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We show that any matrix product state (MPS) can be exactly represented by a recurrent neural network (RNN) with a linear memory update. We generalize this RNN architecture to 2D lattices using a multilinear memory update. It supports perfect sampling and wave function evaluation in polynomial time, and can represent an area law of entanglement entropy. Numerical evidence shows that it can encode the wave function using a bond dimension lower by orders of magnitude when compared to MPS, with an accuracy that can be systematically improved by increasing the bond dimension.
We introduce the Gram-Hadamard Density Operator (GHDO), a new deep neural-network architecture that can encode positive semi-definite density operators of exponential rank with polynomial resources. We then show how to embed an autoregressive structure in the GHDO to allow direct sampling of the probability distribution. These properties are especially important when representing and variationally optimizing the mixed quantum state of a system interacting with an environment. Finally, we benchmark this architecture by simulating the steady state of the dissipative transverse-field Ising model. Estimating local observables and the Rényi entropy, we show significant improvements over previous state-of-the-art variational approaches.
We study the problem of learning the parameters for the Hamiltonian of a quantum many-body system, given limited access to the system. In this work, we build upon recent approaches to Hamiltonian learning via derivative estimation. We propose a protocol that improves the scaling dependence of prior works, particularly with respect to parameters relating to the structure of the Hamiltonian (e.g., its locality kk). Furthermore, by deriving exact bounds on the performance of our protocol, we are able to provide a precise numerical prescription for theoretically optimal settings of hyperparameters in our learning protocol, such as the maximum evolution time (when learning with unitary dynamics) or minimum temperature (when learning with Gibbs states). Thanks to these improvements, our protocol is practical for large problems: we demonstrate this with a numerical simulation of our protocol on an 80-qubit system.
It is believed that one of the first useful applications for a quantum computer will be the preparation of groundstates of molecular Hamiltonians. A crucial task involving state preparation and readout is obtaining physical observables of such states, which are typically estimated using projective measurements on the qubits. At present, measurement data is costly and time-consuming to obtain on any quantum computing architecture, which has significant consequences for the statistical errors of estimators. In this paper, we adapt common neural network models (restricted Boltzmann machines and recurrent neural networks) to learn complex groundstate wavefunctions for several prototypical molecular qubit Hamiltonians from typical measurement data. By relating the accuracy εε of the reconstructed groundstate energy to the number of measurements, we find that using a neural network model provides a robust improvement over using single-copy measurement outcomes alone to reconstruct observables. This enhancement yields an asymptotic scaling near ε−1ε−1 for the model-based approaches, as opposed to ε−2ε−2 in the case of classical shadow tomography.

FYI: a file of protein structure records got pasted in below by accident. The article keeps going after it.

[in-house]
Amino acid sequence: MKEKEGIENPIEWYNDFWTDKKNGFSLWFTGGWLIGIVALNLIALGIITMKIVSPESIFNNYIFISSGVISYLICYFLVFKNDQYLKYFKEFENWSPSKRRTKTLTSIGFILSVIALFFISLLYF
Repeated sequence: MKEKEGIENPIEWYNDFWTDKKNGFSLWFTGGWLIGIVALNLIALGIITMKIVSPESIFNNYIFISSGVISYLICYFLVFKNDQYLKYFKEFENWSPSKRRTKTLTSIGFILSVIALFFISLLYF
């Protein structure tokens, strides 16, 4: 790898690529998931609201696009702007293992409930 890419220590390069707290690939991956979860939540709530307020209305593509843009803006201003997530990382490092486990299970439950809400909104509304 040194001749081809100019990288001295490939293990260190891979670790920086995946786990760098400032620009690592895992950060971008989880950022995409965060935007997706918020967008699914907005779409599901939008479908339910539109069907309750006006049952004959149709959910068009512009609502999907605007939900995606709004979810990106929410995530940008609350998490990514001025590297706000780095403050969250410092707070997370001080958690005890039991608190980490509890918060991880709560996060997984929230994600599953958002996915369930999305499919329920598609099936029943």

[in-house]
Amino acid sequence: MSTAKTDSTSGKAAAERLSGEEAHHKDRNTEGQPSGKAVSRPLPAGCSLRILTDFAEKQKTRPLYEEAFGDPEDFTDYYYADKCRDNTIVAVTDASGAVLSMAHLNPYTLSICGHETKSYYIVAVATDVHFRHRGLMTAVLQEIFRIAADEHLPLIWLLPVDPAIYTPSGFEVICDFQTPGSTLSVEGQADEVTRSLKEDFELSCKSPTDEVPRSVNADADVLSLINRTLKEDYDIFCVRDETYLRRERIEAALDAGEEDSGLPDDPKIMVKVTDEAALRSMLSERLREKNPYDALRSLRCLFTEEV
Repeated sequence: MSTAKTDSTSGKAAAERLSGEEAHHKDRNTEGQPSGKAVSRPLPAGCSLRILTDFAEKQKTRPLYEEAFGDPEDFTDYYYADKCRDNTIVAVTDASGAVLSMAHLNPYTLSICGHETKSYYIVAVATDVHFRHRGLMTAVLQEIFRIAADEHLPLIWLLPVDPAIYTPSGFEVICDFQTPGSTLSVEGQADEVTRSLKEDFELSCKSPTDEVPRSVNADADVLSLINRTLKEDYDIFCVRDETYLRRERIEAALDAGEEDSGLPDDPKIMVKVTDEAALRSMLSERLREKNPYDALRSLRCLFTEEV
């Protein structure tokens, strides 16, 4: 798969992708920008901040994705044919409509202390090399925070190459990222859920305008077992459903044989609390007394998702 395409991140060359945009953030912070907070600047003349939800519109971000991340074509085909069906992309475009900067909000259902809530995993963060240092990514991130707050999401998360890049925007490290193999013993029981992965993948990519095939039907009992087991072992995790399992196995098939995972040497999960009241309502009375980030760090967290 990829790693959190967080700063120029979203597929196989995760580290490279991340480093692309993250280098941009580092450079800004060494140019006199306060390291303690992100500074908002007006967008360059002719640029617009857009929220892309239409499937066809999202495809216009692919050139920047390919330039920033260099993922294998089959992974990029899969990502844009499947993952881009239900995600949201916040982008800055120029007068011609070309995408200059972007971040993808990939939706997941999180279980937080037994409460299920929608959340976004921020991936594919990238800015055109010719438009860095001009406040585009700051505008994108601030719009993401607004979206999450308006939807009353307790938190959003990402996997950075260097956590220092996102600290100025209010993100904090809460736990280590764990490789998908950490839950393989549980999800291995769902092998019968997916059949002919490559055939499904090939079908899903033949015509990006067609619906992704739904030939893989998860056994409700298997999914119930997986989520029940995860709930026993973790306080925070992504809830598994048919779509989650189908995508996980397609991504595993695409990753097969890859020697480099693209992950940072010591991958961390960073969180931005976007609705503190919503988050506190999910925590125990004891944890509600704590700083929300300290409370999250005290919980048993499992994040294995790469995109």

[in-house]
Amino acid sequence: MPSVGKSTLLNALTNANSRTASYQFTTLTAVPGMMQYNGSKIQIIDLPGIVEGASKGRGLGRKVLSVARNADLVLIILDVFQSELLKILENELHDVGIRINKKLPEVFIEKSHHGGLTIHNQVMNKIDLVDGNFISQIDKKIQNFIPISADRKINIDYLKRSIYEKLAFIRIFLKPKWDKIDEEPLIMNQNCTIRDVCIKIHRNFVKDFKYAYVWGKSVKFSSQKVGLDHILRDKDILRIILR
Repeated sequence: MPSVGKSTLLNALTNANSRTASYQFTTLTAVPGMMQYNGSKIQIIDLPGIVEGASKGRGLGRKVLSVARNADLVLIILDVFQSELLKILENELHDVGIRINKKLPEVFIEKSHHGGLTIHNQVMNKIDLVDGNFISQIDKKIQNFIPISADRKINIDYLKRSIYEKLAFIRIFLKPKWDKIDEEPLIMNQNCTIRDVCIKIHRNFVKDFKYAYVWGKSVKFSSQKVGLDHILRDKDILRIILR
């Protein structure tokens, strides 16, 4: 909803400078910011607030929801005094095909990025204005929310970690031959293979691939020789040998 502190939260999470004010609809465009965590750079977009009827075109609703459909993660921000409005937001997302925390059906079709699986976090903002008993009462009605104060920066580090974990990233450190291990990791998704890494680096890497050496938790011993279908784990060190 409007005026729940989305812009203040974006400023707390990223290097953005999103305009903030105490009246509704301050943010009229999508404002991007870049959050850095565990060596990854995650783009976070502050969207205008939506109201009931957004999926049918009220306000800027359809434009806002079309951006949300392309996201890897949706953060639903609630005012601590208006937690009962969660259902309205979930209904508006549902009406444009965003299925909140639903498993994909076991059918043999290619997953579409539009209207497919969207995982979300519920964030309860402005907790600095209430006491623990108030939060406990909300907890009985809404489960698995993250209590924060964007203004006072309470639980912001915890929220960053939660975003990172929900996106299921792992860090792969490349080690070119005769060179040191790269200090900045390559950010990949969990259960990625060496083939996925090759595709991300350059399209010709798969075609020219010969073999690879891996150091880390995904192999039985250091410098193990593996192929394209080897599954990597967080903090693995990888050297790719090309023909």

Jun 27 2022 quant-ph arXiv:2206.12105v1
Reliable quantum supervised learning of a multivariate function mapping depends on the expressivity of the corresponding quantum circuit and measurement resources. We introduce exponential-data-encoding strategies that are optimal amongst all non-entangling Pauli-encoded schemes, which is sufficient for a quantum circuit to express general functions described by Fourier series of very broad frequency spectra using only exponentially few qubits. We show that such an encoding strategy not only mitigates the barren-plateau problem as the function degree scales up, but also exhibits a quantum advantage during loss-function-gradient computation in contrast with known efficient classical strategies when polynomial-depth training circuits are also employed. When gradient-computation resources are constrained, we numerically demonstrate that even exponential-data-encoding circuits with single-layer training circuits can generally express functions that lie outside the classically-expressible region, thereby supporting the practical benefits of such a quantum advantage.